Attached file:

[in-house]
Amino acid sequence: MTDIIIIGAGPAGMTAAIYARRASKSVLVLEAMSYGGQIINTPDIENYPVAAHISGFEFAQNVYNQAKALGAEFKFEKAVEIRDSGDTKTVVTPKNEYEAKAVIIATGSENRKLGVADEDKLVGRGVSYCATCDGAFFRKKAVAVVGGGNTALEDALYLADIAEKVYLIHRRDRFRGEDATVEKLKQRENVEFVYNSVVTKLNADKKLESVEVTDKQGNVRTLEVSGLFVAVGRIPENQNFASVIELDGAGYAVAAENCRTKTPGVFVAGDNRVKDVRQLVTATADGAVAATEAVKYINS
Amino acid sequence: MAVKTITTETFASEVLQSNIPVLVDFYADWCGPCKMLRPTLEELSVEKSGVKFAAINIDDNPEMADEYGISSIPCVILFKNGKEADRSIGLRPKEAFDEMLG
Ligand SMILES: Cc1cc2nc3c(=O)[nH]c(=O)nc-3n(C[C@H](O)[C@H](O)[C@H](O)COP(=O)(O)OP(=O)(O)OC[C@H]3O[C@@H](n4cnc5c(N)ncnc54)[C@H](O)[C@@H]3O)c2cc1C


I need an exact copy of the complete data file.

[in-house]
Amino acid sequence: MTDIIIIGAGPAGMTAAIYARRASKSVLVLEAMSYGGQIINTPDIENYPVAAHISGFEFAQNVYNQAKALGAEFKFEKAVEIRDSGDTKTVVTPKNEYEAKAVIIATGSENRKLGVADEDKLVGRGVSYCATCDGAFFRKKAVAVVGGGNTALEDALYLADIAEKVYLIHRRDRFRGEDATVEKLKQRENVEFVYNSVVTKLNADKKLESVEVTDKQGNVRTLEVSGLFVAVGRIPENQNFASVIELDGAGYAVAAENCRTKTPGVFVAGDNRVKDVRQLVTATADGAVAATEAVKYINS
Amino acid sequence: MAVKTITTETFASEVLQSNIPVLVDFYADWCGPCKMLRPTLEELSVEKSGVKFAAINIDDNPEMADEYGISSIPCVILFKNGKEADRSIGLRPKEAFDEMLG
Ligand SMILES: Cc1cc2nc3c(=O)[nH]c(=O)nc-3n(C[C@H](O)[C@H](O)[C@H](O)COP(=O)(O)OP(=O)(O)OC[C@H]3O[C@@H](n4cnc5c(N)ncnc54)[C@H](O)[C@@H]3O)c2cc1C